Mike didn't get any real instruction until his freshman year at UCLA. The Bruin field events coach at the time was Tom Tellez, who is now the head track coach at the University of Houston. "Tellez taught me how to pole-vault," Mike often says. "I didn't know what I was doing. I just did it. With Tom I learned why to do things."

In his freshman year Mike added 13¼" to his personal best and set a world junior (19 and under) record of 17'10", which still stands. But it took him almost two more years to get over 18'. Mike always tells people that the 18' barrier meant nothing, that it was just a matter of time, but Bell says it was really hanging Mike up. I agree with Earl. Mike jumped 18' for the first time in an indoor meet in Toronto, and those of us who were near the pit that night heard him let out a yelp when he finally cleared it. But then he caught himself, reverted to character and went into his normal victory routine, which is to hold one finger tentatively up in the air. Earl says it makes Mike look like he's scratching his head more than celebrating.

Another thing that comes easily for Mike is winning at UCLA. In his entire college career he has lost only one dual meet. That happened during his freshman season, and on that day Mike had jumped as high as the other guy. He just had more misses.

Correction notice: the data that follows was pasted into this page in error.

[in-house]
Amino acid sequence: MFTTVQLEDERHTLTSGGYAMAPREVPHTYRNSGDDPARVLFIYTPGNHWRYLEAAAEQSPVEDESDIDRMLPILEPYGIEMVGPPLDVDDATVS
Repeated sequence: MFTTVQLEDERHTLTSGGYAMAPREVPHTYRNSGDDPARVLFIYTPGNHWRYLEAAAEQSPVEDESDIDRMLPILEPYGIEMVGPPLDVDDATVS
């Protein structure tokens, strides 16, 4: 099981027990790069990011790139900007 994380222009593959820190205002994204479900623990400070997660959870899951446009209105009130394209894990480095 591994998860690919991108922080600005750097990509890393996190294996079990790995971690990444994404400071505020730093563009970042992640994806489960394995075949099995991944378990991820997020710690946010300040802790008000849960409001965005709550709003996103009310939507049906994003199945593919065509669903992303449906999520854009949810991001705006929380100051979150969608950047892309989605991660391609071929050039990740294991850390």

Mike's real teammates have always been the members of the Pacific Coast Club, not Bruins. He got on the team back in high school, and now, though at 21 Mike is still the youngest member of the club, he is second in seniority to Francie Larrieu.

Mike is known to his PCC teammates as Mikey. That's after the kid in the cereal ad on TV. You know, "Let Mikey try it. He'll eat anything." Mike doesn't eat food. He inhales it. Tully likes the nickname. He has even taken to signing his autograph "Mikey Tully."

But don't get the idea that Mike doesn't like college. He loves it. He'll tell you, "I wish I could stay in college all my life. I'm having such a good time."

When you think about it, who wouldn't want to spend his life in college if he could do it the way Mike is? His athletic scholarship contains an allowance for room and board. On winter weekends when his roommates head off for greater downtown Westwood, Mike goes to places like New York and Toronto to compete before thousands of people. And in the summer, instead of working construction to earn pocket money, he hopscotches around Europe with the PCC. Mike's parents, both schoolteachers, have never been overseas, but Mike has spent four full summers touring 15 European countries.

As for the days he spends on UCLA's campus, well let's just say being a college senior is another thing that comes easily for Tully. He has invented a new twist on that old line about your buddy's girlfriend's roommate—you know, "She can cook and play the guitar and all the girls love her." Well, Tully plays the guitar, and his roommates call him Betty Crocker because he likes to bake cakes, although that seems to be the limit of his culinary skills. And all the girls do love him.